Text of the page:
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Saturday, April 01, 2006

The Asymmetry of Immaterialism

A recent study which shows that prayer does nothing to help recovery of heart bypass patients got me thinking about material vs. immaterial entities. Thanks to BlackSun for posting about the study, and for inspiring this post as well.

Immaterialists are usually quick to point out that immaterial entities cannot be interacted with or observed by material entities. Most Immaterialists will assert that science cannot detect, measure, or otherwise verify the existence of anything immaterial, because immaterial entities by their very nature are not composed of matter or material energy; they exist in a different dimension where material entities cannot go, or their qualities of existence make them unable to be interacted with by material entities. You cannot punch a soul. You cannot weigh it. You cannot observe the afterlife with a telescope, even if that telescope can clearly see every last inch of the entire universe. In short, Immaterialists claim that the nature of immaterial entities makes them a priori untestable and undetectable by any scientific or material means whatsoever.

I realize of course that some Immaterialists will not agree with the above paragraph. But the majority of Immaterialists (Christians, Muslims, Tarot-Card Reading Psychics, etc...) will agree with me that science cannot test or observe immaterial entities. For those Immaterialists who do believe that immaterial entities are subject to scientific testing and observation, I invite them to take the Million Dollar Challenge.

Now let's move on to the claim that most Immaterialists hold: That immaterial entities (souls, ghosts, etc...) cannot be tested or observed by material scientific means. I say to them, "That's fine, but the door swings both ways!" What I mean is that if material entities cannot test or observe immaterial entities, then immaterial entities cannot test or observe material entities either.

A typical Immaterialist will claim that a soul cannot be "touched" or "detected" by any material instrument, including your own material senses. Yet the Immaterialist will simultaneously claim (typically) that these immaterial entities can "touch" or "detect" your material self, as well as other material entities, including inanimate objects! The Immaterialist will usually claim that immaterial ghosts can speak to people, move objects, heal people, hurt people, and interact with the material world in all kinds of ways.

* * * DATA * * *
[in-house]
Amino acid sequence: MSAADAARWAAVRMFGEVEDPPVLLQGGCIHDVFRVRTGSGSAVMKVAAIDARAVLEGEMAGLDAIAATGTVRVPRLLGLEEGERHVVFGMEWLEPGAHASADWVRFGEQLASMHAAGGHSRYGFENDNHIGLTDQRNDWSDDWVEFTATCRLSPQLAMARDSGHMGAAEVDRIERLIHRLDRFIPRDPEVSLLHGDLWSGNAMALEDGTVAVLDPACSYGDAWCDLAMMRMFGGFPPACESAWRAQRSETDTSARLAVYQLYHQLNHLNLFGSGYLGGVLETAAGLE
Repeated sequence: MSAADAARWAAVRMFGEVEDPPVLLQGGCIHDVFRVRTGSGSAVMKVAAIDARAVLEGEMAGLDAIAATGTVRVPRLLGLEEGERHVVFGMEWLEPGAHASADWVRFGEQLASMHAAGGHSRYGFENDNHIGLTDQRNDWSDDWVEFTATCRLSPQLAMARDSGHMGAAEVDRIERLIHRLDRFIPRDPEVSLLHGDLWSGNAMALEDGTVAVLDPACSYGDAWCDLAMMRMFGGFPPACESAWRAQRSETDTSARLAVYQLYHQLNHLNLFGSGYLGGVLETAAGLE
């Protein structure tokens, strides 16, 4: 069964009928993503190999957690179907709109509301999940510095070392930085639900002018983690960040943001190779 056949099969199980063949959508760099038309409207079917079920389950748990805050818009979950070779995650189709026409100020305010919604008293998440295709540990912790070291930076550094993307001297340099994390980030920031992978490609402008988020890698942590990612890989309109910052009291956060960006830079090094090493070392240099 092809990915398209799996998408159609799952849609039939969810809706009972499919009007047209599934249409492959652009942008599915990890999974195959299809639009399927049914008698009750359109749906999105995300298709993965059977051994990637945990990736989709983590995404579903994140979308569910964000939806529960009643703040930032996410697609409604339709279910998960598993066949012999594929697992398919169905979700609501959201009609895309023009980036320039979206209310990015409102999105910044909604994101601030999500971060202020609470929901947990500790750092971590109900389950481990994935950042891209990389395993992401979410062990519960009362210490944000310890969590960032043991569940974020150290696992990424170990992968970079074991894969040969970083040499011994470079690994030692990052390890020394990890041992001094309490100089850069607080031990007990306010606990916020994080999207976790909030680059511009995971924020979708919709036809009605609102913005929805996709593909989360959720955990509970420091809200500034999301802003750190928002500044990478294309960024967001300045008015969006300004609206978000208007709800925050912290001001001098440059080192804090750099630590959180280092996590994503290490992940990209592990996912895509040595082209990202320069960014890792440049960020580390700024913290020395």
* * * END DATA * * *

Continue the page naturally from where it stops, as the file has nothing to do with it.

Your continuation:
What is even more absurd is that Immaterialists will claim that all human beings (or even all living things) have an immaterial "soul" or "spirit" controlling their material body. How brilliant. A soul, that cannot be detected or interacted with by any material means, somehow is able to interact with a material body and make it breathe, think, masticate, defecate, copulate, and do all those messy material things that biological organisms do so well.

It is simply not logical to claim that there is a one-way street in regards to the interaction of immaterial and material entities. Consider the following symmetrical statements:

1) For you to be in my line of sight, I must also be in your line of sight.

2) To hold up this 10 pound object, I must exert 10 pounds of force.

3) If it is wrong for me to murder you, then it is wrong for you to murder me.

4) If I am your Son, then you are my Father.

Note that the above four statements are logically correct. Now consider the following asymmetrical statements:

1) For you to be in my line of sight, I need not be in your line of sight.

2) To hold up this 10 pound object, I need not exert any force.

3) It is wrong for me to murder you, but it is not wrong for you to murder me.

4) I am your Son, but you are not my Father.

Note that these four statements are not logically correct because they are asymmetrical.

Now consider these two statements, and consider which one is logical, and why:

1a) A material entity may not interact with an immaterial entity, and an immaterial entity may not interact with a material entity.

1b) A material entity may not interact with an immaterial entity, but an immaterial entity may interact with a material entity.

Statement 1a) is symmetrical, and logical. Statement 1b) is not.

Many Immaterialists will contend, and have contended, that immaterial entities do not operate along the same logical rules that material entities do. Fair enough, but it doesn't solve the problem. In fact, it makes the problem worse for them. Why? Because material entities do obey the law of symmetry; they are forced by their very material nature to obey it. The only way a material entity can interact is in accordance with the rule of symmetry. Consequently, for any other entity to interact with a material entity, it must also observe the rules that material entities observe. To be outside the laws of logic is to be excluded from operating within its realm, the material universe.

When dealing with two kinds of entities and the interactions between them, to place a restriction on one entity is to place a restriction on the interaction between the two, because the interaction between the two entities is dependent upon, and affected by, the properties of each entity. If immaterial entities cannot be detected, tested, or interacted with by material means, then material entities cannot be detected, tested, or interacted with by immaterial means.